“Thelma & Louise” – “Desperate Housewives”

Thelma & Louise film analysis


Title: “Thelma & Louise”

Release Date: 1991

Director: Rildey Scott

Cast: Susan Sarandon, Geena Davis, Harvey Keitel, Michael Madsen, Brad Pitt




Ridley Scott’s “Thelma & Louise” offers viewers a wild, crazy journey through the vast wilderness to the very heart of America. However, an exciting vacation quickly turns for the heroines into an escape from male aggression, the justice system and the role assigned to them by the patriarchy. So the women are faced with a choice: surrender or fight for themselves. They choose freedom with full knowledge of the tragic consequences, and the holiday adventure turns into a road of no return… Bravura performances were created here by Susan Sarandon and Geena Davis.

“Thelma & Louise” – a story of rebellious women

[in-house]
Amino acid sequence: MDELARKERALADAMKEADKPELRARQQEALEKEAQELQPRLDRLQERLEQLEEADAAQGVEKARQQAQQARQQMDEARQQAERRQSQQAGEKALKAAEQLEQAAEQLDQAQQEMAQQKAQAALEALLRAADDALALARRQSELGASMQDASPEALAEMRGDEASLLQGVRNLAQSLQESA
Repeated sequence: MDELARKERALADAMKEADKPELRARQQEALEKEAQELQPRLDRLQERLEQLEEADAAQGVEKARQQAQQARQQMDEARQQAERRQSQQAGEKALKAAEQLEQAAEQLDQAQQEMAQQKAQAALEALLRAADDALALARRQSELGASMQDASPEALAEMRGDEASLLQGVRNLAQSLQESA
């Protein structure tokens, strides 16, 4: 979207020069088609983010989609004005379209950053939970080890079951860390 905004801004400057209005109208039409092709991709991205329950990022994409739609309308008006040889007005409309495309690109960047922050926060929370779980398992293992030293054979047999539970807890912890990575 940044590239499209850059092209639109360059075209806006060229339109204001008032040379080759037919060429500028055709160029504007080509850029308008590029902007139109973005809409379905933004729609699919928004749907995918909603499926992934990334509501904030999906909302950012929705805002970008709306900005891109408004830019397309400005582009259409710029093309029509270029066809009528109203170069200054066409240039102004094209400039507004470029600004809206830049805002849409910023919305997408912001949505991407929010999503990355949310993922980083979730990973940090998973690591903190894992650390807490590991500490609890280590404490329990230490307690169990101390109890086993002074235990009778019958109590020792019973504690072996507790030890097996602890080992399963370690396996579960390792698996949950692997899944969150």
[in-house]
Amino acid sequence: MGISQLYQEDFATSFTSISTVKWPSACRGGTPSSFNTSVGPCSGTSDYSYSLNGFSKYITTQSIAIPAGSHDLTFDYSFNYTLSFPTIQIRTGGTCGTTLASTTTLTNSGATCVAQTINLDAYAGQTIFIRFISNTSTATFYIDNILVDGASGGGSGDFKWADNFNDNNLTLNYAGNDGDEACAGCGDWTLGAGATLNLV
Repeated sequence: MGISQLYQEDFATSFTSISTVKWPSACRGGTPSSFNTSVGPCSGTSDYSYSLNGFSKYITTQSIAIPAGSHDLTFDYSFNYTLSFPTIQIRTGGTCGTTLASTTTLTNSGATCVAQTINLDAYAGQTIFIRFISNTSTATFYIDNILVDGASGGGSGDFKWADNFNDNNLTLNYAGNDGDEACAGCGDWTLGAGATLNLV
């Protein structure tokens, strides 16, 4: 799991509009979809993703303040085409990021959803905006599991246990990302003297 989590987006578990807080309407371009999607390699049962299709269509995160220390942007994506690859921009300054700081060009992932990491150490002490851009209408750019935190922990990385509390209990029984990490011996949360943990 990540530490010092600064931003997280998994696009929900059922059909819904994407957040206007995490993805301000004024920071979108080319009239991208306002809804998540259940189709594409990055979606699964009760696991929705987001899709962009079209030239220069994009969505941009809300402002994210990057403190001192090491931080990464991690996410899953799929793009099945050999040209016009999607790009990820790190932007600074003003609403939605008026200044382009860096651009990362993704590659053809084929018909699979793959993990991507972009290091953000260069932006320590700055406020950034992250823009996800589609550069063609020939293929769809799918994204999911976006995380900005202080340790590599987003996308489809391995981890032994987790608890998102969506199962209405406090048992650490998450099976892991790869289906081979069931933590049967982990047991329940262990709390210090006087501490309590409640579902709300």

This story begins classically: here are two friends who secretly go on a crazy vacation together for a few days. Thelma (Geena Davis), a housewife stifled by her husband on a daily basis, does not inform her apodictic spouse of her plan and simply leaves him dinner in the oven along with a short message. Louise (Susan Sarandon), a feisty, hardy waitress also conceals the trip from her partner, packs up her belongings and drives her convertible briskly up to her friend’s house. It quickly becomes apparent that the usually poised and shy Thelma, away from home, becomes a cheerful, open-minded girl eager for carefree fun. In turn, bold Louise tries to tone down her friend’s behavior.

On the way to the cabin in the mountains, the women stop at a roadside bar, where they drink fancy drinks, and Thelma allows herself to be invited to dance by a man who is clearly interested in her. When Louise goes to the restroom, her friend goes outside with the man to get some air. The man quickly becomes aggressive and tries to rape Thelma. However, she is rescued from her predicament by her friend: led off balance by the insulting type, Louise shoots him with a pistol that her friend had taken on the trip just in case. From here begins an adventurous escape of the heroines from the pursuing police towards the Mexican border….

Thelma & Louise

The movie “Thelma & Louise” – a unique work of Ridley Scott